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Kennedy Institute of Ethics Journal 11.3 (2001) 219-220
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In the last couple of decades,commodification has become almost a buzz-word in bioethics. As we become technically more adept at detaching elements of human bodies and making use of them for others, it seems as if more and more things-from motherhood to gametes to kidneys to our very DNA-can be borrowed, rented, bought, and sold. Other technology allows us unprecedented influence over the characteristics of our offspring (unprecedented, that is, if we ignore the many cultures in which children were and are routinely discarded because they are the wrong sex, disabled, or the product of multiple births). It is common, for example, for writers to worry that the availability of pre-implantation genetic diagnosis will seduce parents into thinking of their children as commodities, to be ordered in much the same way as automobiles, with the inevitable concomitant that they will want to "return" children who do not measure up to their specifications.
Unfortunately, a great deal of the talk about "commodification" has been clumsy and sloppy. The term has been used as a magic bullet, as if saying "But that's commodification!" is the same as having made an argument. In fact, commodification of human persons, human bodies, human labor, human relationships, is a complex matter. In many human dealings, commodified and noncommodified understandings of the same thing, or the same transaction, exist more or less comfortably together. Most Westerners condemn commercial sex, for example, while at the same time knowing that in most times and places in the world, marriage was and is thought of as primarily an economic relationship. The common use of "cheap" in post-World War II American slang to describe a teenage woman who is more sexually available than her peers perfectly captures the market rhetoric inherent in respectable American sexual mores.
Given this complexity, it is not surprising that many writers in bioethics have gravitated to the work of Margaret Jane Radin. In her two books, Contested Commodities (Harvard University Press, 1996) and Reinterpreting Property (University of Chicago Press, 1993), and many articles, [End Page 219] Radin has taken on the problem of commodification without falling into either sentimentality or cynicism. She is a careful thinker and a careful (and demanding!) writer. We have long valued her work as we have sought to grapple with the many ways in which the problem of commodification arises in bioethics. In this issue of the Kennedy Institute of Ethics Journal, entitled "Who's Afraid of Commodification?," we have asked three colleagues to join us in reflecting on aspects of the problem of commodification in bioethics. We are especially delighted that Radin agreed to respond to our efforts in this direction.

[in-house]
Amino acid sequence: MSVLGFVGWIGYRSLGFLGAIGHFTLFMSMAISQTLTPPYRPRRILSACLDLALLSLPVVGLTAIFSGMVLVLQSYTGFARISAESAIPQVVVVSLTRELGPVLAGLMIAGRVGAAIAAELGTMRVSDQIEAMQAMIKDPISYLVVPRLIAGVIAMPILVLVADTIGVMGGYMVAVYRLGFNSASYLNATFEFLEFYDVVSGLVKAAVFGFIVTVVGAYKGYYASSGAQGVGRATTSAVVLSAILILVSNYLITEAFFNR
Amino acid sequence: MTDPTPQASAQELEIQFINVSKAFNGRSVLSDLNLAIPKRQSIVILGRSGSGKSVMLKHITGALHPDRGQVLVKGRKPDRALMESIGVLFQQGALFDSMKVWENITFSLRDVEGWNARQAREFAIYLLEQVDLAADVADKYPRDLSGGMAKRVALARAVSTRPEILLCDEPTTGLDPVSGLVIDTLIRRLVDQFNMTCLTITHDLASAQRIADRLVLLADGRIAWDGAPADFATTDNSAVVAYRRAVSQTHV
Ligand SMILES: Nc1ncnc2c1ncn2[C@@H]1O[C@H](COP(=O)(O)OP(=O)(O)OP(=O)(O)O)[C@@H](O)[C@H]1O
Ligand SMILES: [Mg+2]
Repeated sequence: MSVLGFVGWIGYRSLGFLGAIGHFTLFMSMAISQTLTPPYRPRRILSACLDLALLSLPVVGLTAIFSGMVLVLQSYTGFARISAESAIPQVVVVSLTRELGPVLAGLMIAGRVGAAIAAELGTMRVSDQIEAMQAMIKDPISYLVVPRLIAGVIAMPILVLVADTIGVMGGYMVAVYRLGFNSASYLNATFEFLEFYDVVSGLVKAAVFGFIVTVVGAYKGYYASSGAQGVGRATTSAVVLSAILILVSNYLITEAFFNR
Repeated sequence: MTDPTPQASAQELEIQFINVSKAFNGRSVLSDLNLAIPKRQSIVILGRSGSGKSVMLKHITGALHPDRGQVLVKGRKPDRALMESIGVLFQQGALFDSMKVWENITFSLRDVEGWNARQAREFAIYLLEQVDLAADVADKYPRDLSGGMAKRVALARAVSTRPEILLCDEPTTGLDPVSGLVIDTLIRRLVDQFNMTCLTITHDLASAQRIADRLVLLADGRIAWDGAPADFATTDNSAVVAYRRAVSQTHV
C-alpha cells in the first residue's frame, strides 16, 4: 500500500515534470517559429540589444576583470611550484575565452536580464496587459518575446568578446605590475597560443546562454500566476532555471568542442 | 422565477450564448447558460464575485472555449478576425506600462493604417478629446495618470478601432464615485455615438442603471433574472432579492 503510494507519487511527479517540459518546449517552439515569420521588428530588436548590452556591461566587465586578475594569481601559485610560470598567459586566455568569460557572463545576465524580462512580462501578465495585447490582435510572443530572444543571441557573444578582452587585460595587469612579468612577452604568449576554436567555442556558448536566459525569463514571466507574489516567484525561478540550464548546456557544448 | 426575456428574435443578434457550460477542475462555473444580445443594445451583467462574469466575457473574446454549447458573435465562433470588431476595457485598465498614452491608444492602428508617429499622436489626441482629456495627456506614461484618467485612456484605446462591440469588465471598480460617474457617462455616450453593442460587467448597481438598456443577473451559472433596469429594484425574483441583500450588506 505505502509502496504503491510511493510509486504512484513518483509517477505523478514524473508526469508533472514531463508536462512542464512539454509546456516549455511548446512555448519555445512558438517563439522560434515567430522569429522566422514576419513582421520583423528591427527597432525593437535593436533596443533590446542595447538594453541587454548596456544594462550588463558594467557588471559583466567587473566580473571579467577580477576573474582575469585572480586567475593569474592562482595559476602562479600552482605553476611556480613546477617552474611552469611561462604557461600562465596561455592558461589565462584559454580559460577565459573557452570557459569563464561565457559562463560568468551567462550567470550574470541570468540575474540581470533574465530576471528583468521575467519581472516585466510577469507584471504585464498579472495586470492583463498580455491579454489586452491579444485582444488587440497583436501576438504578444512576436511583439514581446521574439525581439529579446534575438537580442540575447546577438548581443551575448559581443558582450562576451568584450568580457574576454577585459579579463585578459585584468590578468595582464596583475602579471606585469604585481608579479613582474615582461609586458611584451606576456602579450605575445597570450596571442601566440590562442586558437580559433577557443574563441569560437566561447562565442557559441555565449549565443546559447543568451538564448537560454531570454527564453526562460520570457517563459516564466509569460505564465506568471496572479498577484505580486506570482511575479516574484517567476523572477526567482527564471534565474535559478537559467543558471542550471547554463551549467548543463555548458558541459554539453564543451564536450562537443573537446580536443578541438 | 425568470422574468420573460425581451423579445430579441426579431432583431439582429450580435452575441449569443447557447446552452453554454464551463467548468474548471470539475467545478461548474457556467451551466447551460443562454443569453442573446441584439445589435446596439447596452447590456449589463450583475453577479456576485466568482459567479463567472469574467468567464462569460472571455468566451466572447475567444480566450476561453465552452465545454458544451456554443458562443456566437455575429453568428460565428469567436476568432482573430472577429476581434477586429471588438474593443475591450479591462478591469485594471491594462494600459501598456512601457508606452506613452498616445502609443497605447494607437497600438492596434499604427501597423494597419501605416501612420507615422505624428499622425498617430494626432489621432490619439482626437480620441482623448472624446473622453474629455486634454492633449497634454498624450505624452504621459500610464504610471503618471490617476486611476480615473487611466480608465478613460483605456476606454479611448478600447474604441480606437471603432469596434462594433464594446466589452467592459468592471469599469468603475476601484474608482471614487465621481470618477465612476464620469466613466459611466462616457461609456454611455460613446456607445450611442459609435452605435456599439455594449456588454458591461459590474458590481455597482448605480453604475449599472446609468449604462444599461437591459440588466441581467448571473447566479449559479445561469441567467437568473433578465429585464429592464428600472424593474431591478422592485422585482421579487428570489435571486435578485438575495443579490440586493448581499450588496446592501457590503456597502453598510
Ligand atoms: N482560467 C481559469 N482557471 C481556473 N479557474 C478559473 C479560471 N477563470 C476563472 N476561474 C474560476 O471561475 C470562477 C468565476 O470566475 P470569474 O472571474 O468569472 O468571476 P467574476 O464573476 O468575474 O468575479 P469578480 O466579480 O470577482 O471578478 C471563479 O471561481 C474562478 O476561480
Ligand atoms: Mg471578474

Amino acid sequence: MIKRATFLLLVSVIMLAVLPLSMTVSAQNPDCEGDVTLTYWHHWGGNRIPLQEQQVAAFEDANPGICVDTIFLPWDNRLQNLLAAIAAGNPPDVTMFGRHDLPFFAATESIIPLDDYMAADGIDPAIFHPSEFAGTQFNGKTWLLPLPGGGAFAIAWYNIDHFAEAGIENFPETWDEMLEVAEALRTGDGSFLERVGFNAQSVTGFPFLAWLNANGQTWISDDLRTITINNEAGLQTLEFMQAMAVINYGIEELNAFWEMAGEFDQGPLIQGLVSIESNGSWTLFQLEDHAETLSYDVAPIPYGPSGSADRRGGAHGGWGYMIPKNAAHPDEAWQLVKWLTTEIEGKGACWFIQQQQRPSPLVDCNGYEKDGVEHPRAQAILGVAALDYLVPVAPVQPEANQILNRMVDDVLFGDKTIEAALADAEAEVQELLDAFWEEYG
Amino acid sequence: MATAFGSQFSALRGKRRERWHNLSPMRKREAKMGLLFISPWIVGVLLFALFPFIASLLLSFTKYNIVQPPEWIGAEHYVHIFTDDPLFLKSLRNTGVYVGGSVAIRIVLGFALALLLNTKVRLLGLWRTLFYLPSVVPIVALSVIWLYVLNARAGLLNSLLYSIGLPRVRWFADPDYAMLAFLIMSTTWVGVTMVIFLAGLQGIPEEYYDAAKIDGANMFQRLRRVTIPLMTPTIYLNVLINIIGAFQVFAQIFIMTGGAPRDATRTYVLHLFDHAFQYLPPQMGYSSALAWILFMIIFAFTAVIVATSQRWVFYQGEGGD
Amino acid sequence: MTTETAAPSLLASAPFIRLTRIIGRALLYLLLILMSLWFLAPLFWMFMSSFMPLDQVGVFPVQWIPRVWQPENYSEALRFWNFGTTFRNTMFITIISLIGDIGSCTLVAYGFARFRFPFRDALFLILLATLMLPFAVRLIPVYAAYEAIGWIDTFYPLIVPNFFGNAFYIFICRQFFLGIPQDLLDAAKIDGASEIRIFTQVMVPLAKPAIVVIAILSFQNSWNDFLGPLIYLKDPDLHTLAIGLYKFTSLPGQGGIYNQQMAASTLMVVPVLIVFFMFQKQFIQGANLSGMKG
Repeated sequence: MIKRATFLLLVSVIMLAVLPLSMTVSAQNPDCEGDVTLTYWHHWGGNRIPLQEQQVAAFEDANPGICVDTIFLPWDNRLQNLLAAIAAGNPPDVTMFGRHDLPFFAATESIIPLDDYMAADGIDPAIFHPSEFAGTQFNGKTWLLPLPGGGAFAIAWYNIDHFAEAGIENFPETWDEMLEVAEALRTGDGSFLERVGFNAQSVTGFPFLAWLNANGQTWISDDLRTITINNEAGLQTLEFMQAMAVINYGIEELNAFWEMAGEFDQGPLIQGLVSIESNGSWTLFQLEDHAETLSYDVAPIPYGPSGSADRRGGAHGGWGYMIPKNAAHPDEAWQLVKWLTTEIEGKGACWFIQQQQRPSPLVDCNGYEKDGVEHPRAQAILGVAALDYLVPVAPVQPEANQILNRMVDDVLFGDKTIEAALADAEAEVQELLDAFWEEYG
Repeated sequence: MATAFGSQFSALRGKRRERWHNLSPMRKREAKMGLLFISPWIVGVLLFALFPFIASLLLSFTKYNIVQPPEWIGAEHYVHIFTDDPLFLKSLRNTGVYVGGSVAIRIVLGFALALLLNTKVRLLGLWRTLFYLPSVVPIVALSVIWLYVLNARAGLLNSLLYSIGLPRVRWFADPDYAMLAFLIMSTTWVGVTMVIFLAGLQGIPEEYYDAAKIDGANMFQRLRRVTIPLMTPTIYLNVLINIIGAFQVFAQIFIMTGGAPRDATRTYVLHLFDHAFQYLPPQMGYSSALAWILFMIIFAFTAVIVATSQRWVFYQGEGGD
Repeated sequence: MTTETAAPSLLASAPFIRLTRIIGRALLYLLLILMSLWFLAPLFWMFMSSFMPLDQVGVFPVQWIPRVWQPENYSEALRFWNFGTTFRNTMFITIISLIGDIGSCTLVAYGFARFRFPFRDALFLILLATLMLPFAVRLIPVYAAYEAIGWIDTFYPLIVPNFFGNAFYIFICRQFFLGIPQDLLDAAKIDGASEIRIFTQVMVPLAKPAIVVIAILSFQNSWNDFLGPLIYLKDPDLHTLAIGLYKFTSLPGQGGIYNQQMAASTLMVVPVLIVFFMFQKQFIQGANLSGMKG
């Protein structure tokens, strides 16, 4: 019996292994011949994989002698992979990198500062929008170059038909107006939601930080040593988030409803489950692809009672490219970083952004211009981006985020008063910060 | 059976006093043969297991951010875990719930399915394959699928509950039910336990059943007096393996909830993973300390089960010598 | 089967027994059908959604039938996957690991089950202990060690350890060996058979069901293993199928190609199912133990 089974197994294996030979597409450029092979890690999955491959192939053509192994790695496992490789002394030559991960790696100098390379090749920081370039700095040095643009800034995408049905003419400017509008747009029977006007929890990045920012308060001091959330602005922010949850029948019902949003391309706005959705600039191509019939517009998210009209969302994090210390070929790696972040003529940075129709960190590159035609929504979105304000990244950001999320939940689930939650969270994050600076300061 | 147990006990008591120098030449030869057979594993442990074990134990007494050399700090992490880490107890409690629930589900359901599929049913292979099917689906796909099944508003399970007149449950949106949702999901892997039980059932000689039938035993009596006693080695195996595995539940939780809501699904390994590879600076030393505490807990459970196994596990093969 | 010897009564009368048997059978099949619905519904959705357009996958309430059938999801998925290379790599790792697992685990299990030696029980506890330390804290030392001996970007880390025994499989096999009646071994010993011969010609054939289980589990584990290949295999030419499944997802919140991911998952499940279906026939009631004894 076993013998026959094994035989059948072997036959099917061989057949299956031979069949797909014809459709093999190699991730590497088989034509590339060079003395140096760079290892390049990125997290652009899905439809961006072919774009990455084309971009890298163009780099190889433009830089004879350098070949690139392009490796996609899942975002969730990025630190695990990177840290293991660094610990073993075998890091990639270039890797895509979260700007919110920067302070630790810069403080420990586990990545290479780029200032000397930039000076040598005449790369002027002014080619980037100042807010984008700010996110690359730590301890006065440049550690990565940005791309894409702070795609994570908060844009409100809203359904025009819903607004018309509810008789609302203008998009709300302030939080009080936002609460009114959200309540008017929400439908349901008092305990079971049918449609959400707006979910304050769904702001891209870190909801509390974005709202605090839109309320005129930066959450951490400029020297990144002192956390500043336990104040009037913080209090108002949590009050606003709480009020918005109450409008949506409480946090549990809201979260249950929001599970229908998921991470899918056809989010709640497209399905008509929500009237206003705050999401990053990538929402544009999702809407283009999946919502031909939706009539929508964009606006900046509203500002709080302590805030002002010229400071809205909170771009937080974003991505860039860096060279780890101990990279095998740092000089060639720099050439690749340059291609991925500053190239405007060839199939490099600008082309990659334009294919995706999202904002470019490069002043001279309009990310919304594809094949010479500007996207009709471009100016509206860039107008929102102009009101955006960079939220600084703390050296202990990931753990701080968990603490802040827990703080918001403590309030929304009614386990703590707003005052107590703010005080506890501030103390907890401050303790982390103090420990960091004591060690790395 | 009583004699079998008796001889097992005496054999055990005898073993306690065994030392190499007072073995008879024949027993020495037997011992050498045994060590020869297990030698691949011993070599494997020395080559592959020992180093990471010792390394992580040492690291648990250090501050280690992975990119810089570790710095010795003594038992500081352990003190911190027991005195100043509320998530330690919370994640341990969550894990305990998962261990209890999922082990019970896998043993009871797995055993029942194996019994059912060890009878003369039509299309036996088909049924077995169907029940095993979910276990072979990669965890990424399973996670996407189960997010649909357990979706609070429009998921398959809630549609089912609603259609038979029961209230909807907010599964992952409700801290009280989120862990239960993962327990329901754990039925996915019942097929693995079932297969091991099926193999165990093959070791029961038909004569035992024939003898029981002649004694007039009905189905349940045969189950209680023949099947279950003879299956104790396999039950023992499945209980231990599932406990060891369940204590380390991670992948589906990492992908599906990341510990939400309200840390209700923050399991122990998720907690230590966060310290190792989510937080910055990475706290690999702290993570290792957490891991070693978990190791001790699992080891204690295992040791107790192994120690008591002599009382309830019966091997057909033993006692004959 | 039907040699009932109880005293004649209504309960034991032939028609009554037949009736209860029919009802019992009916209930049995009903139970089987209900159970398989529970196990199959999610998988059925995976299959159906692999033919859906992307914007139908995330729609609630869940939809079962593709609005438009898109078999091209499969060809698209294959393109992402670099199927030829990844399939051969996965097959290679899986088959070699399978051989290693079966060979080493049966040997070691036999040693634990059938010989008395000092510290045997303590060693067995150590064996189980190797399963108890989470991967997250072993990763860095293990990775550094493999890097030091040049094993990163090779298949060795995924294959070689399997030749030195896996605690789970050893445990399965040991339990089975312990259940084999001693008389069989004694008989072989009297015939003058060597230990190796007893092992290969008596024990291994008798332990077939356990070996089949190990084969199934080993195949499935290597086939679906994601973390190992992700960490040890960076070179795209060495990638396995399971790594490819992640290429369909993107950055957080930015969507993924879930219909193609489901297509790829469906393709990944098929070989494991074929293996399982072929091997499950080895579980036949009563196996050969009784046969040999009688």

Lisa Sowle Cahill takes the discussion of commodification to a new level, as she focuses on global ethics, especially genetic research and the marketing and accessibility of pharmaceuticals. Dena S. Davis explores the debates over refusal of treatment and rational suicide and concludes that to put a value on particular pieces of one's lifespan does not necessarily lead to negative aspects of commodification. Ronald M. Green analyzes Radin's use of Kant. Suzanne Holland addresses commodification of body parts, from gametes to cadaveric tissue, and concludes with some specific recommendations. Thomas A. Shannon takes a fresh look at the problem of whether we should allow the sale of organs; he shares with Holland a special concern for the rhetoric of commodification. Finally, Margaret Jane Radin responds to the preceding essays, asking four "stubbornly difficult" questions, questions that show that the debate about commodification is only just begun.
Dena S. Davis and Suzanne Holland